Back here in Ottawa, this is what Michael says about Essentrics with Amanda: “Essentrics has certainly helped my golf game. At 75, I have more flexibility, strength and stamina since taking Essentrics. After 18 holes I am not tired and have no soreness.” Michael and his lovely wife Lynda have been attending Essentrics with Amanda twice a week since 2014. I introduced you to them last winter, when Michael was focused on walking 9 holes of golf: ‘Lynda has always attended regular fitness classes, while Michael is a golfer and didn’t do any other form of exercise. Then, Michael became very sick and weak, and lost 30 pounds over the course of his illness. Lynda wanted to get him back into something that he could do and would build up his confidence. Says Lynda, “as far as I’m concerned, Essentrics with Amanda has worked wonderfully.” Michael agrees, “I feel stronger and more supple, and I figure when I start golfing in the spring, I’ll be able to walk 9 holes, and walk 18 before the end of the season,” which he hasn’t been able to do since his illness.’
9 months later, they were in South Carolina for a golf vacation, and Michael is up to 18 holes. I would say Essentrics with Amanda is their not-so-secret weapon, because I know they tell everyone how much they love the classes and how it helps them.
Essentrics helps you get back to doing what you love, which is why I love it.
3: Controlling what goes into your mouth
Someone said to me the other day, "Being an adult means you can eat cake for breakfast." Ya, it does! But, being an adult also means you need to realize that 'cake for breakfast' shouldn't be the everyday choice. Heard of the "Freshman 15"? Young adults, finally away from home, tend to go overboard when making food choices and it quickly catches up with them. One of my goals as a parent is to instill proper eating habits in my kids, so they can eat cake for breakfast as well as make healthy choices the rest of the time.
And, if I've failed, I'll make sure to send them to my friend, Lydia Di Francesco. Lydia is a personal trainer and coach who's in my village. Here's how Lyds describes her role: "I help women learn how to live a healthy lifestyle the easy way. I teach simple, yet effective, strategies for easy, healthy eating that's long-lasting and sustainable. You'll feel better and save time and money too! I work with clients through one-on-on personal training, online fitness and nutrition coaching and online education courses.
4: Prevention is key
There’s a house nearby that is having its foundation repaired, and it’s taking a long time to complete. When your foundation is crumbling, you need to fix it to keep your house standing. The same goes for your feet - if your feet start to crumble, well, you know. What’s the solution? That’s right, prevention is key. If something happens to my feet, I can’t work.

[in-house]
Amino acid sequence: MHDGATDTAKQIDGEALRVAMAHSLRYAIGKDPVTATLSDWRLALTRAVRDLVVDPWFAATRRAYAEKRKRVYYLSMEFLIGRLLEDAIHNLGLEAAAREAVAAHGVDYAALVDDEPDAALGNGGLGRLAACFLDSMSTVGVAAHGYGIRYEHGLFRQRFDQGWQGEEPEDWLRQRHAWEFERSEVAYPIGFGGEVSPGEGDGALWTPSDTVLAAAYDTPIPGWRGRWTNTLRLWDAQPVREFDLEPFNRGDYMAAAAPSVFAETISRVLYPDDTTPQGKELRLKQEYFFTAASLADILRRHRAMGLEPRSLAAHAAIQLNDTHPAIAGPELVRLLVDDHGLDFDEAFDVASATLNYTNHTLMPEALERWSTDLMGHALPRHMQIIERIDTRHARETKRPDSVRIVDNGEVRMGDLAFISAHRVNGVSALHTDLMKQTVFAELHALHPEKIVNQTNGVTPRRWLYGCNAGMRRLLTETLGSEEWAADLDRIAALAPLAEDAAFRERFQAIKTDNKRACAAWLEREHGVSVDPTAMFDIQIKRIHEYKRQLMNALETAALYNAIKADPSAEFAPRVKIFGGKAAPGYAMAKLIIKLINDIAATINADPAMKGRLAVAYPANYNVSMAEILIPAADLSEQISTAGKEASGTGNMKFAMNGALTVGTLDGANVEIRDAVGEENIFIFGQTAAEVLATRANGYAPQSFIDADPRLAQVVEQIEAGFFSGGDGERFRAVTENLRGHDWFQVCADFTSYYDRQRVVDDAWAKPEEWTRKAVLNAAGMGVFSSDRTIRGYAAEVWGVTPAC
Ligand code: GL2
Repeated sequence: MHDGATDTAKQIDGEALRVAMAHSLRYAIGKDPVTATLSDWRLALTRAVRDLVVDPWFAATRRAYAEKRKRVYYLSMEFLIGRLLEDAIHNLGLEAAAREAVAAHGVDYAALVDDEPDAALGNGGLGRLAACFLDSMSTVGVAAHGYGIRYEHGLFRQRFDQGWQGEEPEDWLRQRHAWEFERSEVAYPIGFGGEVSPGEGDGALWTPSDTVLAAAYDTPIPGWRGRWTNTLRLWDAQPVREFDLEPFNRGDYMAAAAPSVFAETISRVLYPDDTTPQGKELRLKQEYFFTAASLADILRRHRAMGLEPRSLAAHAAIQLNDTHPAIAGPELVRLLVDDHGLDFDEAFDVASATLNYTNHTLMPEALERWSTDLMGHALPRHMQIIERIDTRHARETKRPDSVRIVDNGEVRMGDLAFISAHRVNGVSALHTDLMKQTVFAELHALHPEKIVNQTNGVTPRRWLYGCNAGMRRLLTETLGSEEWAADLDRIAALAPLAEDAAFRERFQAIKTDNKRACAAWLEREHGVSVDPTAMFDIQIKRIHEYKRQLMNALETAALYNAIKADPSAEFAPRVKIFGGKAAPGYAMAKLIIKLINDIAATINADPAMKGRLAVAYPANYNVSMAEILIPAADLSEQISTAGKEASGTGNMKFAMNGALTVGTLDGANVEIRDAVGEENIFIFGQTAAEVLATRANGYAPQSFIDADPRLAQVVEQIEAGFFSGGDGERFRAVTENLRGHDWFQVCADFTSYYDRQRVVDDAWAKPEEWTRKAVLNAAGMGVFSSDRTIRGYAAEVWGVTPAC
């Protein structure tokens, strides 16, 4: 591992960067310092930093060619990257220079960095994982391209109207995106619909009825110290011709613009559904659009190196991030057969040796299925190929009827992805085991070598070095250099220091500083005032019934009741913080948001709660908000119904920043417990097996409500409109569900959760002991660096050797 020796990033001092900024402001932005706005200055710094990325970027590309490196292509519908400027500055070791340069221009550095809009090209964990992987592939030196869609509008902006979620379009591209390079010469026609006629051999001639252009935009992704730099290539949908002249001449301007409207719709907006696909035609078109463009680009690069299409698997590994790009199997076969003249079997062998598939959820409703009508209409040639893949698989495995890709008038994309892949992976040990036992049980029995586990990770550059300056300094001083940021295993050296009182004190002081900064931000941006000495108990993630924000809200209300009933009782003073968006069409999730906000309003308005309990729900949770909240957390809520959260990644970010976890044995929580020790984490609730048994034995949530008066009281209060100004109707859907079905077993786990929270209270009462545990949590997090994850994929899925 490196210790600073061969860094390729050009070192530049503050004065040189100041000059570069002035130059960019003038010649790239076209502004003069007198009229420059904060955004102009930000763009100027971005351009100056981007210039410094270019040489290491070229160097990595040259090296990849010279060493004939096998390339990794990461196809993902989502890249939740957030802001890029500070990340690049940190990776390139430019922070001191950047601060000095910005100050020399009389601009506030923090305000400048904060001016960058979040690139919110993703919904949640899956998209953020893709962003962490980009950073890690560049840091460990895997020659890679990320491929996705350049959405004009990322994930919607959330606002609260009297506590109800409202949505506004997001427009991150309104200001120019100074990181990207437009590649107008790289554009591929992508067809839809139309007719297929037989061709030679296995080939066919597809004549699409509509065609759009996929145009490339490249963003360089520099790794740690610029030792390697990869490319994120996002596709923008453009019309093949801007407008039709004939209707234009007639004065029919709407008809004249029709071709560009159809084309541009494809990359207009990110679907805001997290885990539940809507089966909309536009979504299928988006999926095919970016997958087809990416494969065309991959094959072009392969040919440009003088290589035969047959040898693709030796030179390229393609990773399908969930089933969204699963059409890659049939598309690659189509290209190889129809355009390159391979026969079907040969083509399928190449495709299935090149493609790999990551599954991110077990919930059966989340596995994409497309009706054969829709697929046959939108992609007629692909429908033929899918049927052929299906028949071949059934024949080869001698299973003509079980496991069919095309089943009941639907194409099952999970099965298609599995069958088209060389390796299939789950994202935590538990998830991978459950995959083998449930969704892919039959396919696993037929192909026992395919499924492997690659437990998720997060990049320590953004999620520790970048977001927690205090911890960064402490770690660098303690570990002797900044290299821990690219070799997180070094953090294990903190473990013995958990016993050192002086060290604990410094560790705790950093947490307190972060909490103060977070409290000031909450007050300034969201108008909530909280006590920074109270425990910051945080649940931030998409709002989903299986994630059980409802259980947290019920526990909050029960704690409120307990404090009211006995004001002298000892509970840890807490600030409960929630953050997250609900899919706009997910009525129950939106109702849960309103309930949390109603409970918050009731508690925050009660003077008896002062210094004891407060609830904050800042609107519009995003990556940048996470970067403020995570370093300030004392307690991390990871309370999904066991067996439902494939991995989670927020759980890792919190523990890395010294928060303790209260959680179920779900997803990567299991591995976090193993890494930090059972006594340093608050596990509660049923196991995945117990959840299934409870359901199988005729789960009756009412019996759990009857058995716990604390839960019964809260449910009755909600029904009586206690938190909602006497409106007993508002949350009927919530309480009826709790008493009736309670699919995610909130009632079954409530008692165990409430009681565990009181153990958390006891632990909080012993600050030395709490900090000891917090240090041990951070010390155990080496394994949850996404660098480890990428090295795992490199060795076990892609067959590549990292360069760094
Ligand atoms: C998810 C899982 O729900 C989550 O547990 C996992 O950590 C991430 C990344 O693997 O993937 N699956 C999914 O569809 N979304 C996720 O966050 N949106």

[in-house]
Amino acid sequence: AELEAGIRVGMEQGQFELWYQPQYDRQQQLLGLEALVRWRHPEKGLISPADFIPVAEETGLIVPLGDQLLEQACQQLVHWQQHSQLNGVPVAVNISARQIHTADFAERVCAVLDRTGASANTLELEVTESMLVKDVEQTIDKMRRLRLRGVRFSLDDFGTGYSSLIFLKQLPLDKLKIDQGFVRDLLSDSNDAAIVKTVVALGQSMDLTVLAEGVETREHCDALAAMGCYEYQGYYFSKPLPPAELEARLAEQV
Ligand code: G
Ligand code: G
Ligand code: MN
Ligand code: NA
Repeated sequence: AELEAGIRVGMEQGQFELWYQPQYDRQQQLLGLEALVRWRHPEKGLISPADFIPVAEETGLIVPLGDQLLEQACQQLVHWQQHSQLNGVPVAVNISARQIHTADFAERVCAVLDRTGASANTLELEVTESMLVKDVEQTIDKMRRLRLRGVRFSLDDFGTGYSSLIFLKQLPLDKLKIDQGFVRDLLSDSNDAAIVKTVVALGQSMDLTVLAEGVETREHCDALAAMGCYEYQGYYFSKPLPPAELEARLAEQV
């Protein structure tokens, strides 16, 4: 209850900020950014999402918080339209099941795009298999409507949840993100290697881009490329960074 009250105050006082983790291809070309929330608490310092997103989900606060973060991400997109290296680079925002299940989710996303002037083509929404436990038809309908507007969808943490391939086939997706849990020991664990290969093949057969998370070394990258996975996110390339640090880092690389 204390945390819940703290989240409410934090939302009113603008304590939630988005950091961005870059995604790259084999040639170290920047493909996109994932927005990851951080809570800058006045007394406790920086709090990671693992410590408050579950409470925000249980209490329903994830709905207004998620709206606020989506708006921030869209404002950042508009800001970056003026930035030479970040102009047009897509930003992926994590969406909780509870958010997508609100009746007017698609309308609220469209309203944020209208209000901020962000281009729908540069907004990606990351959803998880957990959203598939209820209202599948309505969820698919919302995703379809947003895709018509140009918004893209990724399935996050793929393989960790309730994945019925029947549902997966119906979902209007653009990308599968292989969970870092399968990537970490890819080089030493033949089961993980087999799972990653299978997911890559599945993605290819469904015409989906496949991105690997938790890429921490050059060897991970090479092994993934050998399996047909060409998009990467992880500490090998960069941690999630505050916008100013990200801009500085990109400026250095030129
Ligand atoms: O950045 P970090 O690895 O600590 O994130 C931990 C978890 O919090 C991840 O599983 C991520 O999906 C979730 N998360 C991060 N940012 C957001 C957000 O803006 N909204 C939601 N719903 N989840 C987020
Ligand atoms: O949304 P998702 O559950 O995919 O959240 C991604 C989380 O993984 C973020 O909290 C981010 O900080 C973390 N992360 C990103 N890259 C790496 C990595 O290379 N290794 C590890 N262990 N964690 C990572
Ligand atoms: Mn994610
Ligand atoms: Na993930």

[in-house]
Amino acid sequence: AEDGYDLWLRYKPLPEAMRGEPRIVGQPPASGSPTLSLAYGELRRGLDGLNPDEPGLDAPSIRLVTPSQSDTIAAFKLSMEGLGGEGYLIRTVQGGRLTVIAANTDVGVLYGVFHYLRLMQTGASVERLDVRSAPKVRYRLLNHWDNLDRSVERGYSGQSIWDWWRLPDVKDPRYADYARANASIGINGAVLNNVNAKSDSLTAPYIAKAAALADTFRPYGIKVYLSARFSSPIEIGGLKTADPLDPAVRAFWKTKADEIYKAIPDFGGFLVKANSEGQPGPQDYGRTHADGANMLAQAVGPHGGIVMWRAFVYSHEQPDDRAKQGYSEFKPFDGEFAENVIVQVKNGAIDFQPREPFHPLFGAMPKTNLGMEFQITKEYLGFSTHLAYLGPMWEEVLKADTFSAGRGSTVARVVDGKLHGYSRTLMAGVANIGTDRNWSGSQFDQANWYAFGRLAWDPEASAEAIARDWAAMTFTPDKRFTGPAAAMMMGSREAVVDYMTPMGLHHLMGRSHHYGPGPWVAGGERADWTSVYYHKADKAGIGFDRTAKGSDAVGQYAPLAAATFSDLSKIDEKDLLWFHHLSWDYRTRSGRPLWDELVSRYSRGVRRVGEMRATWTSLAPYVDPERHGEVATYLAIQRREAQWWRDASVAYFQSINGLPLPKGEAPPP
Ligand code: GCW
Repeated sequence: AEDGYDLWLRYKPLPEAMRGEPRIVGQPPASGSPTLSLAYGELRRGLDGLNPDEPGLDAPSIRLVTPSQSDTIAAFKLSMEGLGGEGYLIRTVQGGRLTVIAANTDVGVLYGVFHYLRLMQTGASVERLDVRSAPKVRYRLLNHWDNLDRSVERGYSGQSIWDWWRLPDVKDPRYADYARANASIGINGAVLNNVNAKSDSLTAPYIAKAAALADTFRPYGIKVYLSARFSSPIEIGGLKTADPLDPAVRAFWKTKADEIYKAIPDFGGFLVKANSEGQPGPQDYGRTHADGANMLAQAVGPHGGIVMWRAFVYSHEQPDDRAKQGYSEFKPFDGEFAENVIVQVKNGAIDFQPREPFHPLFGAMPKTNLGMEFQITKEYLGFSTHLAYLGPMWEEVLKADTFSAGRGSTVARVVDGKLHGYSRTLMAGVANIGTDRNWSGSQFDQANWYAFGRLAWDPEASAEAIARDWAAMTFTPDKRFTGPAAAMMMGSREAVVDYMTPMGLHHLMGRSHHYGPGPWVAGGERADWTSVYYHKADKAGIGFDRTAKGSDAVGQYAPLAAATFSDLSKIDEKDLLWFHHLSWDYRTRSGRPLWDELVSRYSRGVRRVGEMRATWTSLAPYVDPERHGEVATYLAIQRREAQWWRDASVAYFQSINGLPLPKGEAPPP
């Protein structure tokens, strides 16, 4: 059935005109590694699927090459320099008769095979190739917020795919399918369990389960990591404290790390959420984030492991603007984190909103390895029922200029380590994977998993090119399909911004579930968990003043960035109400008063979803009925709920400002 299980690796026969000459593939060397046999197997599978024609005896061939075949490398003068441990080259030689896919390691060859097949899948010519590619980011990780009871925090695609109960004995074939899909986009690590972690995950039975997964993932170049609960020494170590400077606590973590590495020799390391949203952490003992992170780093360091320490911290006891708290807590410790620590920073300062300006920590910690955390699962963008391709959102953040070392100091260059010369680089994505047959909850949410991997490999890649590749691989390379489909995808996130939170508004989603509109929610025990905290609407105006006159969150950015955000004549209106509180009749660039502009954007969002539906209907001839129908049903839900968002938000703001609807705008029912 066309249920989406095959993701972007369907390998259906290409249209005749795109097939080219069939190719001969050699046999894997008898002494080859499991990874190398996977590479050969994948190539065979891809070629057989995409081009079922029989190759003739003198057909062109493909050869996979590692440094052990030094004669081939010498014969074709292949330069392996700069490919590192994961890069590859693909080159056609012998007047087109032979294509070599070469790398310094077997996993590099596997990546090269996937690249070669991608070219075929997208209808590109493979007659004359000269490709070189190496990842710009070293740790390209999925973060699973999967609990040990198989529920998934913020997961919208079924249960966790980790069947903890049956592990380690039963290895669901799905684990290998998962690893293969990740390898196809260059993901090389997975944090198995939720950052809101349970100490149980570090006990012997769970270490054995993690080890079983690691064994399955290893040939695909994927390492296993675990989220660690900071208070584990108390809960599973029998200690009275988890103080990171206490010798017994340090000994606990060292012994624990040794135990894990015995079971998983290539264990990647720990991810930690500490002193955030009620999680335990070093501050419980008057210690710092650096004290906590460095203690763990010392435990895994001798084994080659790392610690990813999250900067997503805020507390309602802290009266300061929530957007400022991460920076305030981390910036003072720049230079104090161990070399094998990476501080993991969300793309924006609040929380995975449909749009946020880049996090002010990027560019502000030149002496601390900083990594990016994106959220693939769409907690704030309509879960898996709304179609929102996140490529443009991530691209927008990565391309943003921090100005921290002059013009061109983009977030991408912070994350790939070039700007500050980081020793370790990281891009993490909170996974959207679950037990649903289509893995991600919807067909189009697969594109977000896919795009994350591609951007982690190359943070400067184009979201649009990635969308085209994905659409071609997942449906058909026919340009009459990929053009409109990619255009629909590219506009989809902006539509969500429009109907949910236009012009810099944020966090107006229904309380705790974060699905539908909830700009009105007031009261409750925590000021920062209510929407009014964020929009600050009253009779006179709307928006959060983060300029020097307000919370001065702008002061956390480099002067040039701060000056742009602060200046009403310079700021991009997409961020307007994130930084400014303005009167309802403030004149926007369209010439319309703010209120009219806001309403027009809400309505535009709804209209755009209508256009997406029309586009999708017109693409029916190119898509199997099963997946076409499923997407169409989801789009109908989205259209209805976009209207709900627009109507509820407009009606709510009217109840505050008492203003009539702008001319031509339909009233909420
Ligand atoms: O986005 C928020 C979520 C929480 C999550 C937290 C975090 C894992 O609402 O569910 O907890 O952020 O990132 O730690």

Lots of my friends go to spas for pedicures; I’ve been too and there are many great ones here in Ottawa. But since I started relying on my feet for work, I’ve only gone to TiredSole Complete Medical Foot Care. They do what’s called a medical pedicure by foot care nurses. Everything but polish, but I’ve got my daughter at home to create unique finishes on my nails. And owner Lisa Garland does a great job. There’s lots they do for many people, including light laser therapy for foot pain, advanced diabetic foot care, wound care, callus and corn removal, ingrown nails, bunions, and much more. Their clinic is located in Barrhaven, but they’re also available for in-home visits.
5: The Essentrics community
The Essentrics Movement is growing worldwide, thanks in no small part to creator Miranda Esmonde-White’s book Aging Backwards, which is now a New York Times bestseller. For many instructors such as me and Miranda herself, Essentrics is a mid-life career change. The reasons that people have for pursuing the instructor training are as varied as the people themselves. There are men and women all over the world, in their 20s, 30s, 40s, 50s, 60s, and 70s, who are teaching Essentrics classes to just as varied a population.
I recently asked my fellow instructors what their passion was and how Essentrics had helped them to keep pursuing their passion. The responses were as varied as the instructors. From hiking and skiing, to dancing, running, gymnastics, volleyball, and fitness instructor - these were some of the answers I received. Pain relief, increased energy level, jumping higher were a few of the responses to my question, “how has Essentrics helped you pursue your passion?” - we get as much out of a workout as our students. Which is why we love teaching Essentrics - we know it works and that it can help so many people. Instructor Terry Nolan says, “My balance is noticeably better, as is my stamina. I can’t wait to hit the slopes with these Essentrics Quads!!”